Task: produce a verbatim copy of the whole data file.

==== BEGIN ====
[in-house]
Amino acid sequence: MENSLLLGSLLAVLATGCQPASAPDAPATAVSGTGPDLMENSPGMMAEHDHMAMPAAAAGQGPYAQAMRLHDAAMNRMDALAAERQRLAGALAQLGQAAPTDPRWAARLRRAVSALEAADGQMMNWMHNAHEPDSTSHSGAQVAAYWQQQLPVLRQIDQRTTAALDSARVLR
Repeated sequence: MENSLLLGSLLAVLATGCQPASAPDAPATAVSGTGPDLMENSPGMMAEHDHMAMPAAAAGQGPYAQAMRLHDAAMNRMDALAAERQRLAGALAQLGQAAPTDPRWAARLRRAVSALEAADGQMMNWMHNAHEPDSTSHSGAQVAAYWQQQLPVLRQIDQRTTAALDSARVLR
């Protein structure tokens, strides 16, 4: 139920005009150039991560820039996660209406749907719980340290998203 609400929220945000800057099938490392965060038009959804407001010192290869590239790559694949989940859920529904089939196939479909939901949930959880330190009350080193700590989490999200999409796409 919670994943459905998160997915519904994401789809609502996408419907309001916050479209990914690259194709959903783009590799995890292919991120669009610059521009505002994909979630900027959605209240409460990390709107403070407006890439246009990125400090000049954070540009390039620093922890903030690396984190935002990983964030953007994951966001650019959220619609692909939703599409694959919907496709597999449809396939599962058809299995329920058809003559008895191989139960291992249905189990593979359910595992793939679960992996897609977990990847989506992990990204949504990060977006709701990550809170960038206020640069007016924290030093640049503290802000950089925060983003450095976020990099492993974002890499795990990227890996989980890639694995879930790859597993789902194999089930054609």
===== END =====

[in-house]
Amino acid sequence: MENSLLLGSLLAVLATGCQPASAPDAPATAVSGTGPDLMENSPGMMAEHDHMAMPAAAAGQGPYAQAMRLHDAAMNRMDALAAERQRLAGALAQLGQAAPTDPRWAARLRRAVSALEAADGQMMNWMHNAHEPDSTSHSGAQVAAYWQQQLPVLRQIDQRTTAALDSARVLR
Repeated sequence: MENSLLLGSLLAVLATGCQPASAPDAPATAVSGTGPDLMENSPGMMAEHDHMAMPAAAAGQGPYAQAMRLHDAAMNRMDALAAERQRLAGALAQLGQAAPTDPRWAARLRRAVSALEAADGQMMNWMHNAHEPDSTSHSGAQVAAYWQQQLPVLRQIDQRTTAALDSARVLR
């Protein structure tokens, strides 16, 4: 139920005009150039991560820039996660209406749907719980340290998203 609400929220945000800057099938490392965060038009959804407001010192290869590239790559694949989940859920529904089939196939479909939901949930959880330190009350080193700590989490999200999409796409 919670994943459905998160997915519904994401789809609502996408419907309001916050479209990914690259194709959903783009590799995890292919991120669009610059521009505002994909979630900027959605209240409460990390709107403070407006890439246009990125400090000049954070540009390039620093922890903030690396984190935002990983964030953007994951966001650019959220619609692909939703599409694959919907496709597999449809396939599962058809299995329920058809003559008895191989139960291992249905189990593979359910595992793939679960992996897609977990990847989506992990990204949504990060977006709701990550809170960038206020640069007016924290030093640049503290802000950089925060983003450095976020990099492993974002890499795990990227890996989980890639694995879930790859597993789902194999089930054609």